Note: in most, but not all, databases, the AND is implied. For example, Google automatically puts an AND in between search terms.
Example: renewable energy AND China
Example: renewable energy OR solar OR wind
This operator is great when you notice your search term is used in different disciplines. You might use this example when researching peacekeeping in the context of interpersonal conflict but your search results in documents about international conflict.
Example: peacekeeping NOT United Nations
Adapted from SAIS Library, Johns Hopkins Univ. "Database Search Tips" Guide (no longer extant).
If your initial searches bring back no or few results, don't give up! Don't despair! Reassess your search strategy.
Choosing the right search terms is key.
Database can be picky about search terms. Be selective.
Highly specific topics may be too narrow for finding results. Try a broader related topic first.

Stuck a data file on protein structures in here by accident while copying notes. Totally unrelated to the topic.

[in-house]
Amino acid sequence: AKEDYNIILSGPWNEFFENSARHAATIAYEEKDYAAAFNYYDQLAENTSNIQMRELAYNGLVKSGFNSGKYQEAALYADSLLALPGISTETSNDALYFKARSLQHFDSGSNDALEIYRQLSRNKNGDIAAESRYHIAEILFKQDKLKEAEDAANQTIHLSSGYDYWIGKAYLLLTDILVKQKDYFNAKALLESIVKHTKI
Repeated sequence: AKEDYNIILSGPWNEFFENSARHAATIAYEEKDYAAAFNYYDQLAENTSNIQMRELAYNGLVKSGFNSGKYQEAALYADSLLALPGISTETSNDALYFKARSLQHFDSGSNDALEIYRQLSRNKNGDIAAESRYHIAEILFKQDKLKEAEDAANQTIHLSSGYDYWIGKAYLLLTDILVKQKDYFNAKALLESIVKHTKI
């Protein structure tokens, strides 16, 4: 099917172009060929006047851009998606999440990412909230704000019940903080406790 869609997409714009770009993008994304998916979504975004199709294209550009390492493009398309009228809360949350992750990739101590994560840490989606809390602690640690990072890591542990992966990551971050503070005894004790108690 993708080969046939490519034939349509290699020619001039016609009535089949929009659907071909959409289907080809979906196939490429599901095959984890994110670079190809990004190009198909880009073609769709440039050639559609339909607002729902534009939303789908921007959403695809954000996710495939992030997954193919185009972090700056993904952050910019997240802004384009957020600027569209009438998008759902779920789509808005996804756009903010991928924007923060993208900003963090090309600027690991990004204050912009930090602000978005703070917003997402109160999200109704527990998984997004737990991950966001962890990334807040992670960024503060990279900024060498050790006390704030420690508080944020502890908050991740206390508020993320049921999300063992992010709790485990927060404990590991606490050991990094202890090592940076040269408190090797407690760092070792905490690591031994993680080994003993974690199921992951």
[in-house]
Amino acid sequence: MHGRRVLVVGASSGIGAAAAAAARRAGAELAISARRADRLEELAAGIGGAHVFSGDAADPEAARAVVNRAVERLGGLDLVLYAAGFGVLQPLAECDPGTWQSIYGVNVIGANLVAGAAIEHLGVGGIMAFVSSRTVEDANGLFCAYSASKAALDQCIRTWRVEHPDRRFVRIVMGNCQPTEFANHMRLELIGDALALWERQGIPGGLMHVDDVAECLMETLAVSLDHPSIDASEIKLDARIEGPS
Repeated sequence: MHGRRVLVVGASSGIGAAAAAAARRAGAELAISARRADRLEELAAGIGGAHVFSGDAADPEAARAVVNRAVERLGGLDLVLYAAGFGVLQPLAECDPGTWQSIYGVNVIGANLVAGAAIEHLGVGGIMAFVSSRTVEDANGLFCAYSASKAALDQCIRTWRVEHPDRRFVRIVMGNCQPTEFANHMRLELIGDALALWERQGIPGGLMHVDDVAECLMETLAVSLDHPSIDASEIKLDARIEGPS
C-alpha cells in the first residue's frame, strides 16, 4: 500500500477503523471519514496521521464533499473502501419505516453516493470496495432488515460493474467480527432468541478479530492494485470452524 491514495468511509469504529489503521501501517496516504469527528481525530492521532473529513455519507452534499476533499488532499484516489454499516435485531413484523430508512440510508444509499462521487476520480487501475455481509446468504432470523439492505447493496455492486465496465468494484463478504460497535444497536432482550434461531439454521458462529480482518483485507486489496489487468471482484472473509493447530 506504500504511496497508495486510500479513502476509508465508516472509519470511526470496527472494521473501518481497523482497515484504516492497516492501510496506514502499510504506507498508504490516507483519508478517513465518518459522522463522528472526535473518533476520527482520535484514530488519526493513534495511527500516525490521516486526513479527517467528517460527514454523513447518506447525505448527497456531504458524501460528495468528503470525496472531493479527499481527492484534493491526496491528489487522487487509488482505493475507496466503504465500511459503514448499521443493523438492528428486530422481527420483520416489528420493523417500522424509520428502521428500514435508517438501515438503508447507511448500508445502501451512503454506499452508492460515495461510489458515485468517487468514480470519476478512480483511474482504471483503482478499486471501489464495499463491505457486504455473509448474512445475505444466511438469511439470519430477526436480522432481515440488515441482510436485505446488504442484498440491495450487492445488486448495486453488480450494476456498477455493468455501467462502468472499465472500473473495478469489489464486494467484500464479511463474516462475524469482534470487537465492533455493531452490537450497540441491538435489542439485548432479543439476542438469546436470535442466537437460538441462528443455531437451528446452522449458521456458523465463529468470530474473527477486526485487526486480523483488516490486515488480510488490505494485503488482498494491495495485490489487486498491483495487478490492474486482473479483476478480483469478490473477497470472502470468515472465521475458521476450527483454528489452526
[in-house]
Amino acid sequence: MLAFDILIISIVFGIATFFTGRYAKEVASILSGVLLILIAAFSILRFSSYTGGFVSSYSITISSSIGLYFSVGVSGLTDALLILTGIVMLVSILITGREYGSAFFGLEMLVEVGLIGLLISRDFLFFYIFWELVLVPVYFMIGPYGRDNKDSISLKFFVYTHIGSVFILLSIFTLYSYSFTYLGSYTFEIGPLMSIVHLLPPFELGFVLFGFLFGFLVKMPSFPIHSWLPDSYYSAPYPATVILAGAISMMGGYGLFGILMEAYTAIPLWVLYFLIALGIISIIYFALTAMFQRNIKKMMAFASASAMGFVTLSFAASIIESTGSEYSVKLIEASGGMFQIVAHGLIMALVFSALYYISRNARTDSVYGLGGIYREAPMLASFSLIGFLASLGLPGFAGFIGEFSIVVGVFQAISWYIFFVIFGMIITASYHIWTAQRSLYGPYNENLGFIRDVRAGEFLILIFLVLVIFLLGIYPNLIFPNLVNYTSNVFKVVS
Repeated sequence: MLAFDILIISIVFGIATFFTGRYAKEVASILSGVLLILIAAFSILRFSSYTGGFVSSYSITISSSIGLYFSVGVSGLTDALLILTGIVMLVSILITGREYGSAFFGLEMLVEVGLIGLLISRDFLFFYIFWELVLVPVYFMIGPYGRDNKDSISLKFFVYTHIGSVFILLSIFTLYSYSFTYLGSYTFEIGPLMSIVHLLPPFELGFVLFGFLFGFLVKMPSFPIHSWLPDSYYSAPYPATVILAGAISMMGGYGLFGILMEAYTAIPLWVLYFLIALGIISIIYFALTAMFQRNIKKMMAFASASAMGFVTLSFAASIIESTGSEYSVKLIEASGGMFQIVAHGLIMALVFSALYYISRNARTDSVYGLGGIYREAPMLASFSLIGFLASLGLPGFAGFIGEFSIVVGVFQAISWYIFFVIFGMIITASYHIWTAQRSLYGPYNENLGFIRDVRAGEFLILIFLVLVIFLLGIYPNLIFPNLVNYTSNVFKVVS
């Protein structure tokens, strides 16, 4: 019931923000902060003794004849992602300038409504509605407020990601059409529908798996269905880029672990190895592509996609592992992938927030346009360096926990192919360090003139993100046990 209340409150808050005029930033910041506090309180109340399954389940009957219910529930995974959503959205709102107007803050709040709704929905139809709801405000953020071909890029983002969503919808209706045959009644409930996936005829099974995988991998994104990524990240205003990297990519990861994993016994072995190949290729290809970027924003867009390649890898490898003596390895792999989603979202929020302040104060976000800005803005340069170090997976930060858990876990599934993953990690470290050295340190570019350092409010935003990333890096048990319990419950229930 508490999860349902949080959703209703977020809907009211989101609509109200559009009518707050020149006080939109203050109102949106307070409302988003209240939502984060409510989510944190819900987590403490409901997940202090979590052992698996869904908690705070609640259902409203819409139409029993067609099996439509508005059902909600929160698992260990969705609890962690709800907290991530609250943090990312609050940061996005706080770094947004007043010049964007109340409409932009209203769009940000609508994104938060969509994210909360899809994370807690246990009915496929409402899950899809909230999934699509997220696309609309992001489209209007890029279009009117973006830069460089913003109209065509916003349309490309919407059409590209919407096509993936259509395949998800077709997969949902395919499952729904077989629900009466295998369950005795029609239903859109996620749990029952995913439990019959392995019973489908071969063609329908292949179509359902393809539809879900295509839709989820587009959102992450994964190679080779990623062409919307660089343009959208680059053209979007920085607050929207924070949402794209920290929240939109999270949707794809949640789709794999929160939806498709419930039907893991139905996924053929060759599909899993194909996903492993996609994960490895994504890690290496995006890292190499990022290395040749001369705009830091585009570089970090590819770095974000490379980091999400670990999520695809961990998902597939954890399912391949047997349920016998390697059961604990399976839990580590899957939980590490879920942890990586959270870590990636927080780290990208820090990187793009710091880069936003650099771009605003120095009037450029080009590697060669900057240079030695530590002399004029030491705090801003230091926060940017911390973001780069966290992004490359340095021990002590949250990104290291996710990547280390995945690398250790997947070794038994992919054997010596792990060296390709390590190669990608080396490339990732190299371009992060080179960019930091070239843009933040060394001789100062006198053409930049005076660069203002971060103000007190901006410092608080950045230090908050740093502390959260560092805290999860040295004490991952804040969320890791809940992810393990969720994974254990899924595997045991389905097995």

Records in library databases are made of "fields." Fields can help narrow your search.
Use quotation marks or parentheses around search words to search for a phrase. Otherwise most databases will find records that include both terms, but not necessary the terms as a phrase.
"united nations peacekeeping forces"
Adapted from SAIS Library, Johns Hopkins Univ. "Database Search Tips" Guide
Nesting is the use of parenthesis to put search words into sets. Use nesting with AND, OR, or NOT,
success AND (education OR employment)
(records will contain the word success, AND either the word education OR the word employment)
Nesting is often used when search terms have similar meanings:
education AND (employment OR jobs)